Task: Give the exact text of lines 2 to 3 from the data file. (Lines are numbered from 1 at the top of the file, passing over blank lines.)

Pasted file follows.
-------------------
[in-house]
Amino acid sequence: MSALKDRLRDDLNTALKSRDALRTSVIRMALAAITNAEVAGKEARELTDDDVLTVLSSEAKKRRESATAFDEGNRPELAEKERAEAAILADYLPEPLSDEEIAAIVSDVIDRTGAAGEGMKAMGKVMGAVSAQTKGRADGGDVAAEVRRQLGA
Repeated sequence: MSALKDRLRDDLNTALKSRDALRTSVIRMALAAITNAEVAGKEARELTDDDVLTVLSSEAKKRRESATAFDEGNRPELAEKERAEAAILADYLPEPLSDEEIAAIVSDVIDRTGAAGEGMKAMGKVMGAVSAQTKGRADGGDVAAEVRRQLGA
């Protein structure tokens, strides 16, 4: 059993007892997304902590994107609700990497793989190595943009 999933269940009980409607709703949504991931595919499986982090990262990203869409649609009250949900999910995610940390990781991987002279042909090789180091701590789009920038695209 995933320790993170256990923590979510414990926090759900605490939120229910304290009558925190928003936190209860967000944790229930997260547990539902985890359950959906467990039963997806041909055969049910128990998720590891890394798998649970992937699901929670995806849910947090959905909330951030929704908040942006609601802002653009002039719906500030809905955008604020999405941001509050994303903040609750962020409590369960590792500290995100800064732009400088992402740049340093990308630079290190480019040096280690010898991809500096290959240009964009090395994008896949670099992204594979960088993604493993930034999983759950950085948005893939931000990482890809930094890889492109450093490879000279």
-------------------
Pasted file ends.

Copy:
Amino acid sequence: MSALKDRLRDDLNTALKSRDALRTSVIRMALAAITNAEVAGKEARELTDDDVLTVLSSEAKKRRESATAFDEGNRPELAEKERAEAAILADYLPEPLSDEEIAAIVSDVIDRTGAAGEGMKAMGKVMGAVSAQTKGRADGGDVAAEVRRQLGA
Repeated sequence: MSALKDRLRDDLNTALKSRDALRTSVIRMALAAITNAEVAGKEARELTDDDVLTVLSSEAKKRRESATAFDEGNRPELAEKERAEAAILADYLPEPLSDEEIAAIVSDVIDRTGAAGEGMKAMGKVMGAVSAQTKGRADGGDVAAEVRRQLGA